Ah, yes, we're still having fun here in Marion!
There was some talk earlier in the year about building a new studio in Middletown, Ohio, and some talk about moving me down there. I haven't heard anything lately. The problem seems to be that the parent company doesn't want to lay out any money to build the studio. At this point, they're more interested in acquiring new systems than in taking care of the ones they've got.
I am getting to the place where I'm ready for a change, though. If another year passes and there's still no studio in Middletown, I may start looking for another company to work for. Anyhow, I've probably lived at home about long enough.
Our industry is beginning to move away from the production of television shows by local cable systems like Marion CATV. Probably no system in the country is making a profit in local origination, and the industry is beginning to cut back in order to save money.
The cutback hasn't hit Marion yet; but the signs are that it's coming, perhaps as soon as February. And when it comes, I may or may not have a job.
Fortunately, I have enough in my savings account to support me for several months of job-hunting. I might also check into the broadcasting operations of a few universities, to see if there's any need for someone with a master's and a few years of practical experience. Now if there's just enough gasoline available to allow me to drive to the job interviews . . . .
Monday, February 4, 1974
I must apologize to you for not writing sooner. I've been unusually busy lately; I start a new job a week from today.
At Marion CATV, things have been going downhill for some time now, and the rumor for a couple of months has been that the studio will be shut down as of March 1. They would continue movies and remotes, but they felt that keeping a studio staff was just too costly.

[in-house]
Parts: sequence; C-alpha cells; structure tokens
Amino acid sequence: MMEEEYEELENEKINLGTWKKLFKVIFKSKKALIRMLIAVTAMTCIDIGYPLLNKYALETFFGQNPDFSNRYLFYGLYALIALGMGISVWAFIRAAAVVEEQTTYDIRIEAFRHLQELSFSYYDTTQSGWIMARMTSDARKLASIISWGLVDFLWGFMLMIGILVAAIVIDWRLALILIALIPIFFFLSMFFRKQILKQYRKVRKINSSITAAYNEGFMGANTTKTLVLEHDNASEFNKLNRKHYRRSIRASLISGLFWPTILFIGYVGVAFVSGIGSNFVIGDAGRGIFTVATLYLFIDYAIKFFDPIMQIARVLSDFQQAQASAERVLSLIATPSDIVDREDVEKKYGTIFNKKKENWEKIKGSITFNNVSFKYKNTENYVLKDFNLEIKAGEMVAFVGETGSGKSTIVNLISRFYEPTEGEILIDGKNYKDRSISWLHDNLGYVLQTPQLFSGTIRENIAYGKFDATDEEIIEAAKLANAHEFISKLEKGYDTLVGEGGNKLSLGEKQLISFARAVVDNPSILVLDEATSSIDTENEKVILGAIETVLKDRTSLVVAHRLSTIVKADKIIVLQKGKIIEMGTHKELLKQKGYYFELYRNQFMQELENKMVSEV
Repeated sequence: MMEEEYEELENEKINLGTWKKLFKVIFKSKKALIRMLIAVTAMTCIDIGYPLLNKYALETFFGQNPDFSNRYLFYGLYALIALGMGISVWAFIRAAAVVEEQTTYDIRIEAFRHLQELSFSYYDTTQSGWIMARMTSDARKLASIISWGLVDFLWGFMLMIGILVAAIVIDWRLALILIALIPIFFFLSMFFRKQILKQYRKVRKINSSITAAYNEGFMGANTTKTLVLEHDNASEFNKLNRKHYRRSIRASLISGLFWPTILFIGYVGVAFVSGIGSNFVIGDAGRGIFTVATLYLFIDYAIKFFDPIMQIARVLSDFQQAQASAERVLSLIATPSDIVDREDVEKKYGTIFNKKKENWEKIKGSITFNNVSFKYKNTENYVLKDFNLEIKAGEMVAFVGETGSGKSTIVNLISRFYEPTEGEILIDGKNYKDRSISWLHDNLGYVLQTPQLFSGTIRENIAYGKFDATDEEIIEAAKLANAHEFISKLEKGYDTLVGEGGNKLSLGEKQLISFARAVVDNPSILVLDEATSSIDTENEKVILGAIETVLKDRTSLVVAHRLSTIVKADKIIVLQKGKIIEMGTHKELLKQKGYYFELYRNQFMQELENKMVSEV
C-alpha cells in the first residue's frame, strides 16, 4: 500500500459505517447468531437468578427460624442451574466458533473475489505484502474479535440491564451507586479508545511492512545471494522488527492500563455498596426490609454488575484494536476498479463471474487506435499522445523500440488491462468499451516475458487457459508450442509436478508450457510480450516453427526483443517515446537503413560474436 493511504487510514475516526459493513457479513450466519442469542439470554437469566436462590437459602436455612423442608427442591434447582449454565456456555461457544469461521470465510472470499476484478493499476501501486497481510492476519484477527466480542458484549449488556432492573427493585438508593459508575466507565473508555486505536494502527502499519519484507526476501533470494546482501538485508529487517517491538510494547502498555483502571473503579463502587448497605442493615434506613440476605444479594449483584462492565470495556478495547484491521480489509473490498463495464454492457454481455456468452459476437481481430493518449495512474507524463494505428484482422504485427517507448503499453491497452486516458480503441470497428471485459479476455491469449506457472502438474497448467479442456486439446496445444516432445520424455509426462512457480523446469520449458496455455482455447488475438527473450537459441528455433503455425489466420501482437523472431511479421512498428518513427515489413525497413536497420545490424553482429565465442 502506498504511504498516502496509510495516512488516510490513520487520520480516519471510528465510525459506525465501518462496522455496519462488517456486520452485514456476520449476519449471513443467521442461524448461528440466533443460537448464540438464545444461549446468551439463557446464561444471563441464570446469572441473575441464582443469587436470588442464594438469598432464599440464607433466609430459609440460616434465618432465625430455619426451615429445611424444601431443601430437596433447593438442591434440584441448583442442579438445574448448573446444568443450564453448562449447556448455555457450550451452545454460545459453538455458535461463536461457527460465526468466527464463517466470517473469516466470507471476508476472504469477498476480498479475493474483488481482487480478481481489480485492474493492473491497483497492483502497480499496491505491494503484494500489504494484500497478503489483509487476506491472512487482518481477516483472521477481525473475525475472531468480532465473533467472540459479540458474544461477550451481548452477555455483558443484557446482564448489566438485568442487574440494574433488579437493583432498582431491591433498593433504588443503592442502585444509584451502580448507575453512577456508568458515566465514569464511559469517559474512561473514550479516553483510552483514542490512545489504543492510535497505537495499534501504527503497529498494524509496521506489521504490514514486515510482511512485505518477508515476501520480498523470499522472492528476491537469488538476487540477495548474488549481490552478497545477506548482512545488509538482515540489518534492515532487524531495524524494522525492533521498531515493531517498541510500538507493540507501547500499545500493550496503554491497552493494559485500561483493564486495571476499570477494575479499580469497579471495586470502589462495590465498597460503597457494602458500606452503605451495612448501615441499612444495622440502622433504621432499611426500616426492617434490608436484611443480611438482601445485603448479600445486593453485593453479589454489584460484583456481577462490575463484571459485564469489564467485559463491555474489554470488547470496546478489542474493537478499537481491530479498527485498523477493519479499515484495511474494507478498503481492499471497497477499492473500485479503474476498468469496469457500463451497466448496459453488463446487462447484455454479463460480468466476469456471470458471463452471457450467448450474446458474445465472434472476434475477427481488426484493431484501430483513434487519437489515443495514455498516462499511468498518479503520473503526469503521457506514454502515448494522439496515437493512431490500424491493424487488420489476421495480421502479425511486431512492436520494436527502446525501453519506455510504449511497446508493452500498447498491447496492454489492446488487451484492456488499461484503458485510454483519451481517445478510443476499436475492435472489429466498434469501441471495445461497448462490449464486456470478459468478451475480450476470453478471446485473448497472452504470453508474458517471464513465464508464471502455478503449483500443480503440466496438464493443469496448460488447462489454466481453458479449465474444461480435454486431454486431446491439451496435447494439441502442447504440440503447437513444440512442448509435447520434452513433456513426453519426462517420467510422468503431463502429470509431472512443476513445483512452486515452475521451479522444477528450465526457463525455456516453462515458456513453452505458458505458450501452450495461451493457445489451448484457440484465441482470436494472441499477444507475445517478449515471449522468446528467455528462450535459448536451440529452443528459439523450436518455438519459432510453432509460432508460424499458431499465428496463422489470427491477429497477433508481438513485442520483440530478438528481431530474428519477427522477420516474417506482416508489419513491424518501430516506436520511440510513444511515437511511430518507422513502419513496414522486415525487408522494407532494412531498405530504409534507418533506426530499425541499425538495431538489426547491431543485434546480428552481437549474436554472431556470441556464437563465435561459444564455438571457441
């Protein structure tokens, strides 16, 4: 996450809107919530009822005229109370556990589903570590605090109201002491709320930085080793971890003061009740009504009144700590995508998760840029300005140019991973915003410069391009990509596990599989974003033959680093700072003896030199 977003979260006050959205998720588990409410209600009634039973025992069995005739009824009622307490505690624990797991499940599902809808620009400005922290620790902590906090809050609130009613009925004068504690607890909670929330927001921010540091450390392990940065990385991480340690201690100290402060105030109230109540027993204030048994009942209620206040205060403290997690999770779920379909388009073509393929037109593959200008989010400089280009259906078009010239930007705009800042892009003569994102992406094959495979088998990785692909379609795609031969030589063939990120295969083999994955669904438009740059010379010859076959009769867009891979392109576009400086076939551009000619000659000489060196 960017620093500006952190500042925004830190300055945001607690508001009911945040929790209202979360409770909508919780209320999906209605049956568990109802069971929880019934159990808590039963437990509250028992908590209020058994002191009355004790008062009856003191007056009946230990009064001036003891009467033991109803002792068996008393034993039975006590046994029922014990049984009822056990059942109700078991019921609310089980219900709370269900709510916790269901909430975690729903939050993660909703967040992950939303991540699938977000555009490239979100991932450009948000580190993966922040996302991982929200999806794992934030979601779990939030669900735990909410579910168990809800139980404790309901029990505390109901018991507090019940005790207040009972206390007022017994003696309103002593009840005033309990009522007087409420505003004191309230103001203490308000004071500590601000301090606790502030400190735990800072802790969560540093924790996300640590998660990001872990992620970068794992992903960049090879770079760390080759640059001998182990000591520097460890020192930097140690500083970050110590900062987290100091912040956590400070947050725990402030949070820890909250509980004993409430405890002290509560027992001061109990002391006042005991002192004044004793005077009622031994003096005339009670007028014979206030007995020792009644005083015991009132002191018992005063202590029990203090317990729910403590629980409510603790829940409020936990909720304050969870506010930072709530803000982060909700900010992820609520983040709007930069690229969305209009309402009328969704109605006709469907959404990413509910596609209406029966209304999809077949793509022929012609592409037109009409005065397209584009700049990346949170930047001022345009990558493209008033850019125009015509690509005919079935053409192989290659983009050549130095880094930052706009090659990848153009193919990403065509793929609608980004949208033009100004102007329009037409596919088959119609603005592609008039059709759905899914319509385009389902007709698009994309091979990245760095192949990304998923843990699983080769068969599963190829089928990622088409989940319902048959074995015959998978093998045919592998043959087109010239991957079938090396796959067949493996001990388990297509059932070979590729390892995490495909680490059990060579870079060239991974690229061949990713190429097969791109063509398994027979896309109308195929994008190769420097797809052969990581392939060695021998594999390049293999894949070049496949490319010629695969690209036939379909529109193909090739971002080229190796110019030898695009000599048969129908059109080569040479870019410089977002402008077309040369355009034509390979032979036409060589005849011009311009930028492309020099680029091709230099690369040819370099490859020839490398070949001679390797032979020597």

Local programs on cable TV do not make money. In 1973, we spent $62,500 in Marion and made only $20,600 in advertising revenue, for a loss of $41,900. In the past, CATV companies have been willing to write these losses off as public relations in hopes that they would start making a profit in another year or two. But now, with the financial picture becoming tighter throughout the CATV industry, the companies are being forced to put another hole in their belts.
I was told that I would continue to have a job others would not be so lucky but my job would probably be answering service complaints and dispatching crews to fix the cable, which is not where my training and interests lie. So I started considering looking for another employer.
I had few hopes of getting another job similar to the one that's being phased out, because of the industry-wide situation: literally hundreds of employees of TelePrompTer, the largest CATV operator in the country, lost jobs like mine in 1973, so the labor market in this field should be flooded. I began looking for work in radio.
On January 11, however, I got a call from Jack Rubins, who was the manager at Marion for my first two years there. (Since then we've had four different managers in less than two years; seems that no one can get along with the regional manager. In fact, I think that's why Jack left.) Jack said he'd heard that Marion's programming might be eliminated, and he'd also heard that the company he now works for was looking for someone to be program director for their CATV system in Washington, Pennsylvania. I said I might be interested, so Jack turned me over to the man who would be my boss, someone by the name of Jack Frost. We decided I'd take a trip to Washington on January 19 to look over the situation.
Washington is a town a little smaller than Marion, located about 30 miles southwest of Pittsburgh. The system has 7,000 subscribers, which is about the same number as Marion. But within the last year they've moved into a new office and studio building. The building is well designed, attractive, and well equipped. The studio looks like a TV studio on a small scale, not like a back room where someone decided to hang some lights. And they're committed to a certain amount of local programming and aren't worried about making a profit (though they would like to start breaking even in a few years, if that's possible).
We discussed salary that afternoon, and then I drove back to Richwood (four hours away) to talk things over with my parents. On Monday the 21st, Jack Frost called me to inform me that he and the Washington manager had decided to in fact offer me the job on the terms we'd discussed. And I told him that I'd decided to accept the offer. We determined a starting date of February 11, so that I could give my two weeks' notice on January 25.